Many of these houses have been affected by corrosion of the steel frames, so a specialist survey is very important. (This tends to be more of an issue with homes that have not been maintained well. If cracks or damage to the render is left un-repaired, then corrosion of the steel stanchions is more likely to be present). Many BISF houses have suffered corrosion to the metal cladding and many will have undergone works to re-cover the outside of the house either with a rendered finish or with uPVC white panelling.
It is also worth noting that many of these properties had asbestos roof sheeting which is no longer available and can be expensive to remove and dispose of. The majority have now been re-roofed with modern lightweight tiles.
Other issues with BISF homes include poor standards of both sound and heat insulation. The majority of insurance companies will not cover BISF houses. This can become even more of an issue if there are other risks such as flooding, nearby mining or you plan to let the property out.
To find out more visit www.bisf.com.
Cob and Thatch
Cob is a local material, generally only seen in the South West. It is a mixture of clay and flint and, if looked after, can last for many hundreds of years. There are plenty of very old cob houses around the area and with its good insulation properties, they can be cool in summer and warm in winter.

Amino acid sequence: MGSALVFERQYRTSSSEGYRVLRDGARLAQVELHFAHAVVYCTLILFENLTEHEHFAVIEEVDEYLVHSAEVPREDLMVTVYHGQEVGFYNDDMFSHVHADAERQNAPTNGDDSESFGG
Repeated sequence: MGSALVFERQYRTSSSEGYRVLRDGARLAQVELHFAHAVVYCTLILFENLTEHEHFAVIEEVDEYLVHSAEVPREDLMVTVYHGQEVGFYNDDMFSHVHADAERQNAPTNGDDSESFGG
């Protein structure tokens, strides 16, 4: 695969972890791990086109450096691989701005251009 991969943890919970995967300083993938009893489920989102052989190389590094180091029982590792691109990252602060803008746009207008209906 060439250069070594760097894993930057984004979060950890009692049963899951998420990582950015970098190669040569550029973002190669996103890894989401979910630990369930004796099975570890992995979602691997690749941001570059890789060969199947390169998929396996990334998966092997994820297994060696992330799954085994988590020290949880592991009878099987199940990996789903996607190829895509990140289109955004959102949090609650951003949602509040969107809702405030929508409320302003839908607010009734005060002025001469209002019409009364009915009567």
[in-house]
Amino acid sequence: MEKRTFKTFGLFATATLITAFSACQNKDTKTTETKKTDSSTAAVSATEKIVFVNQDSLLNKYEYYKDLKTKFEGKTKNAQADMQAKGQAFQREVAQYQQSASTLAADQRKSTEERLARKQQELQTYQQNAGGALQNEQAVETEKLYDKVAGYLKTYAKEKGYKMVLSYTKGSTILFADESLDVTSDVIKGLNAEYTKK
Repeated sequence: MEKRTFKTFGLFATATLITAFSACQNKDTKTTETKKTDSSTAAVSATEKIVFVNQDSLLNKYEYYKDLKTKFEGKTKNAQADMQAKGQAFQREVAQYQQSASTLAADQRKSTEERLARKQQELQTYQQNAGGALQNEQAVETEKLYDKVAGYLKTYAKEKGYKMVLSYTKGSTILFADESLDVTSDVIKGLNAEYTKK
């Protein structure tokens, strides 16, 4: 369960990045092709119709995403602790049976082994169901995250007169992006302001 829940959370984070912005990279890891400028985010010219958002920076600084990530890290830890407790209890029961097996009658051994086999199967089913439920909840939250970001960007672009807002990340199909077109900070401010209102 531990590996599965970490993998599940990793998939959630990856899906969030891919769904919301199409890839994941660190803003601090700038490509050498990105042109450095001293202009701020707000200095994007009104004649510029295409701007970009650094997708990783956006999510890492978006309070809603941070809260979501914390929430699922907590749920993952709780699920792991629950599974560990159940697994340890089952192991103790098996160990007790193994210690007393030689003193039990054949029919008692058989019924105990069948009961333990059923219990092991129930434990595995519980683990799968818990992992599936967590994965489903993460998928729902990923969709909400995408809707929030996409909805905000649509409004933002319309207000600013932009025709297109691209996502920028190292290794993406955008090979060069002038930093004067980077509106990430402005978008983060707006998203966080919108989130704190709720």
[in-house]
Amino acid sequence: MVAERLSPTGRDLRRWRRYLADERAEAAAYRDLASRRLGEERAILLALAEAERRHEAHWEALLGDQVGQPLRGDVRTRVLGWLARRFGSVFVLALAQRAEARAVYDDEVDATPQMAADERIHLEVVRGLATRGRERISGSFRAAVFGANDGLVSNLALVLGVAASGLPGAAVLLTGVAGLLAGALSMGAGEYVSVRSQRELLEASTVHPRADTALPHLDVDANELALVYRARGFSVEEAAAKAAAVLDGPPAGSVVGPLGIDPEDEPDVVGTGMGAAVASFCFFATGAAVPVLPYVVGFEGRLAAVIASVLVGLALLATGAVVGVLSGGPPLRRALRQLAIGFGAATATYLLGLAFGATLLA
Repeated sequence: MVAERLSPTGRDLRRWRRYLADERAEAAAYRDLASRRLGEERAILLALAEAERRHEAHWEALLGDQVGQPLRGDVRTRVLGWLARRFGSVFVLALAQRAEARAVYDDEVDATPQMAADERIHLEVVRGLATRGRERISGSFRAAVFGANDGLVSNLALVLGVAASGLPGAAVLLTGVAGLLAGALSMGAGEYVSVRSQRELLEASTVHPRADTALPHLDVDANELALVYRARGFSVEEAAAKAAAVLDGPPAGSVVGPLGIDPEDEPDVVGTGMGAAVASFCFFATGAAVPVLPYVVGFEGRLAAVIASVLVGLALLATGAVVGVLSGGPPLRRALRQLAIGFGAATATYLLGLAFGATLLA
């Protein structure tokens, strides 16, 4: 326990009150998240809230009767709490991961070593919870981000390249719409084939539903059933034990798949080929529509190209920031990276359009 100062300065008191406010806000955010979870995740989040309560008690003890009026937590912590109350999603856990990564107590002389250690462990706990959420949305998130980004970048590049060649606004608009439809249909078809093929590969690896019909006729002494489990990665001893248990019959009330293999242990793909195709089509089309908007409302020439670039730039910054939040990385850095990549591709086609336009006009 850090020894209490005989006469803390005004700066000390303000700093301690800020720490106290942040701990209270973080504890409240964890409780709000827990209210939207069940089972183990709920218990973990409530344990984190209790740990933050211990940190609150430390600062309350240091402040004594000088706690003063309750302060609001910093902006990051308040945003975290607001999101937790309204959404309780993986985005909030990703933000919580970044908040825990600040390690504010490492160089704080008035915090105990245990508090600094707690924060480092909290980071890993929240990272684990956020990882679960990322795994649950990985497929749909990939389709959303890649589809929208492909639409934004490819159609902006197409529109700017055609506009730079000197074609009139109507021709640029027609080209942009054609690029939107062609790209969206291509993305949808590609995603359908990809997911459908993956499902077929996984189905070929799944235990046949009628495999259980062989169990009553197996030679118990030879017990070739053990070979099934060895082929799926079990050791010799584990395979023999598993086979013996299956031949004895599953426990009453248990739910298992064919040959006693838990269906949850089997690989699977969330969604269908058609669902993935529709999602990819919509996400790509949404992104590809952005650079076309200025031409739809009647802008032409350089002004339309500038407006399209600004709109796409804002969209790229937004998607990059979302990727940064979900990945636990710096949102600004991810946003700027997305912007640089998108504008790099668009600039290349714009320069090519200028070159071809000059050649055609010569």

The problem with cob is that it requires a certain amount of moisture to avoid cracking. If it dries out, it is likely to crack and potentially collapse but if it gets too wet, it can also collapse. Keeping the moisture at the right level is very important.
Another common problem with cob houses is that the cob needs to be able to breathe. Covering the cob with cement based render can either cause the water to be held in the cob or result in the cob drying out. Generally, a lime based mortar should be used and any works done to cob properties should be done by someone experienced in this material.
Cob houses are generally acceptable to most mortgage companies, but it is worth checking with a financial advisor before making a mortgage application.
Like many other older building methods, thatched roofs offer excellent thermal properties, as well as looking particularly attractive on the top of an old cottage.
When considering purchasing a property with a thatched roof, there are two major concerns:
Firstly, thatched roofs have a lifespan of 20 to 30 years, and even within this period, they will need some maintenance such as replacement of the ridge etc. A typical re-thatch on a 3 bedroom cottage is likely to set you back between £20k and £30k, so this needs to be budgeted into any purchase.